Roger Swannell

Tag: productivity

Methods for working together

A few years almost every meeting I went to was face-to-face with only a few phones as rare exceptions. This year it feels like at least half my meetings are group Skype calls. Although the technology isn’t always perfect being able to work with someone who isn’t in the same place has meant we’ve been able to get more things done more quickly.

So whereas before we only had one method for working together, now we have two. I think we need more. We need more clearly defined methods of working together that make it easier to people to know what is expected of them


Workshops follow a step by step approach to achieve a clear output. They need to stick to the structure, e.g. Design Sprint, and not vere off track. They are all about action and production, if by the end of the workshop the group hasn’t actually produced something useable (not just useful) then the workshop was a waste of time. They might involve blank sheets of paper, wipeboards and post it notes.


Discussions are more informal and less structured. They are about collective information gathering. Everyone talks freely about the topic, sharing their experiences, knowledge and opinions. They require strong leadership and good listening skills from everyone, but they are great for uncovering stuff and getting it all in the same space. The output of a discussion should be shared understanding.


Interviews are likely to be one to one or two to one. They are about getting answers. They require that the person holding the interview comes prepared with questions that they want answers to. The person being interviewed brings their knowledge and tries to frame it as answers not discussion points. The output of an interview should be documented specific answers to questions.

So far, all of these are synchronous methods, that is they require everyone to be working at the same time but I think we need some asynchronous methods too that enable people to still work together when they can’t be together at the same time. We all work asynchronously most of the time, but this is about trying to formalise some methods for asynchronous collaboration.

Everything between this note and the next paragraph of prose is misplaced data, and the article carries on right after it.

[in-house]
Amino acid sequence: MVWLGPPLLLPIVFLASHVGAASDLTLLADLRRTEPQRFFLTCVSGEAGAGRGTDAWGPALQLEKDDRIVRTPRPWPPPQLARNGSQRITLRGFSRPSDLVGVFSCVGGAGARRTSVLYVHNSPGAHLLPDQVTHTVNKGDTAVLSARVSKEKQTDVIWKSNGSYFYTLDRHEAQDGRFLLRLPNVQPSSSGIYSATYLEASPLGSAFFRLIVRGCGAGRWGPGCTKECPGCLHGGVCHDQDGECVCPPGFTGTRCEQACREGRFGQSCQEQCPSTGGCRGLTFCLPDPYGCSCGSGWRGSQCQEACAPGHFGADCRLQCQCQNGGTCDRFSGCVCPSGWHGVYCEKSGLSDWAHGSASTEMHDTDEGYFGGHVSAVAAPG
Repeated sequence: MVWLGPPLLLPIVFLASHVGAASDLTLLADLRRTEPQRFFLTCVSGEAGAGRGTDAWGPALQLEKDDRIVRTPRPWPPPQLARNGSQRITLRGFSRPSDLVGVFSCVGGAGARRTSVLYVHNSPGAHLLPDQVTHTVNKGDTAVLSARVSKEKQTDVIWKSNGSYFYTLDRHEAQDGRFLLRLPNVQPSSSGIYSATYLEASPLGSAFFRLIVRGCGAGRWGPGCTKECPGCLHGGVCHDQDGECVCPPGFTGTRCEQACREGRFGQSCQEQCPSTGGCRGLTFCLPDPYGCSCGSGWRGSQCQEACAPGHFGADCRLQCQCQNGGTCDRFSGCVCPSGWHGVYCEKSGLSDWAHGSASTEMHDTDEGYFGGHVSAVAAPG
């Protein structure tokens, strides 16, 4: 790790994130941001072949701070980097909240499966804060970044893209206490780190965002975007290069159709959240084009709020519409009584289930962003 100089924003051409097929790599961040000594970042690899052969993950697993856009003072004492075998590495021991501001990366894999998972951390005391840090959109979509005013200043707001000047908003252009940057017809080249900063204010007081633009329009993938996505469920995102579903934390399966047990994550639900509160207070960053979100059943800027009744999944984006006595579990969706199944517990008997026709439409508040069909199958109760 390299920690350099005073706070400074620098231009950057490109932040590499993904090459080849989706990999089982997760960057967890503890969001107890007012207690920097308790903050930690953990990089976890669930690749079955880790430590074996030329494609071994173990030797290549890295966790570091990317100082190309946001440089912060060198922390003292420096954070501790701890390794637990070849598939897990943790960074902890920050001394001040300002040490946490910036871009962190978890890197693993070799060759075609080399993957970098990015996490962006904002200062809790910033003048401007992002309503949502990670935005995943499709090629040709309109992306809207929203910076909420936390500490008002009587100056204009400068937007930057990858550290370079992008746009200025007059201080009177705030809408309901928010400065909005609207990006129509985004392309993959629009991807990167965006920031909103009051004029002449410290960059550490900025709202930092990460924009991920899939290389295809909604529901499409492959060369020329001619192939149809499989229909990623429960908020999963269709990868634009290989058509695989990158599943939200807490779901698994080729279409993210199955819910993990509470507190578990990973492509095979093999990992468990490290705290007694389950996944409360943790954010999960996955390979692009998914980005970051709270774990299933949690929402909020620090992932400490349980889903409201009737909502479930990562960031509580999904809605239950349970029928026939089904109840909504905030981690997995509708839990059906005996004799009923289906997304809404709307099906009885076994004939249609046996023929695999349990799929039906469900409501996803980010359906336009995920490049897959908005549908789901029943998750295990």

Reviews require a number of people to read a document, consider it in light of their knowledge, assumptions and experience, and then feedback comments, questions and any concerns. Reviews are best conducted by people on their own at a time they can concentrate and not be distracted. The output from a review should be the collated feedback from however many people were involved into a single source.

The To/CC rule for sending email

When sending an email:

‘To’ is for action

If you want someone to do something, then you send the email to them.

‘CC’ is for information

If there is something in the email you are sending that you think someone should know, but they don’t have to do anything with that information, CC them.

If the reply is likely to contain some information that you think someone should know, then CC them and hope the person replying clicks ‘Reply-all’.

Delaying gratification to increase productivity

You’ve got a list of projects to work on or tasks to complete. How do decide which to do first? You could use an important/urgent matrix to help you prioritise the tasks but there is a flaw with this kind of approach; it assumes that all tasks are equal. But they aren’t. Some of these tasks you are looking forward to, some you are dreading. Some you’ll enjoy, others will be a chore. Some will be exciting, others boring.

You can get more tasks complete if you understand your tendencies to procrastinate, to avoid the difficult tasks, and to convince yourself that you really should do the things that you’ll enjoy most first. Delaying the gratification you get from doing the fun things first by completing some of the tasks are aren’t looking forward to, and then using the fun/interesting/exciting tasks as rewards means that not only do you get more tasks done but you also get the things you don’t want to do done.

What I want from Evernote

I love Evernote. I’ve used it for years. I’ve also used lots of other online platforms including: Trello, Google Docs, Sharepoint & Word, Todoist, Dropbox and Dropbox Paper. They all do different things, and all have their strengths and weaknesses, but Evernote beats them all for everyday writing and recording things, sharing, collaborating and easy task management. Some of the things I love about Evernote are that it works offline, is seamless between devices, and is really simple to use, but it isn’t perfect. Here are a four things I want from Evernote.

1. More formatting options

Simplicity is good, but a few more formatting options such as headings, and auto-generating a contents/menu using the headings, would make the notes more presentable.


Adding comments to highlighted text in an note would make working collaboratively in a note far easier.

3. Show a calendar view of tasks.

Notes can be made into Tasks by adding a deadline/to-do date, but the views of tasks is limited to a chronological list. Having a calendar view (especially if you could add a length or end time to tasks) would make task planning much more effect.

4. Embeddable notes

Being able to embed the contents of notes in other notes, webpages, etc. would be a great way of pulling multiple ever-changing content into a single location.


I know, I know, maybe these things would take Evernote away from the simple, robust, really-usable platform that it is, and I’m sticking with Evernote regardless, but having these things would take Evernote from super to superhero.
Evernote Superhero

Copyright © 2018 Roger Swannell

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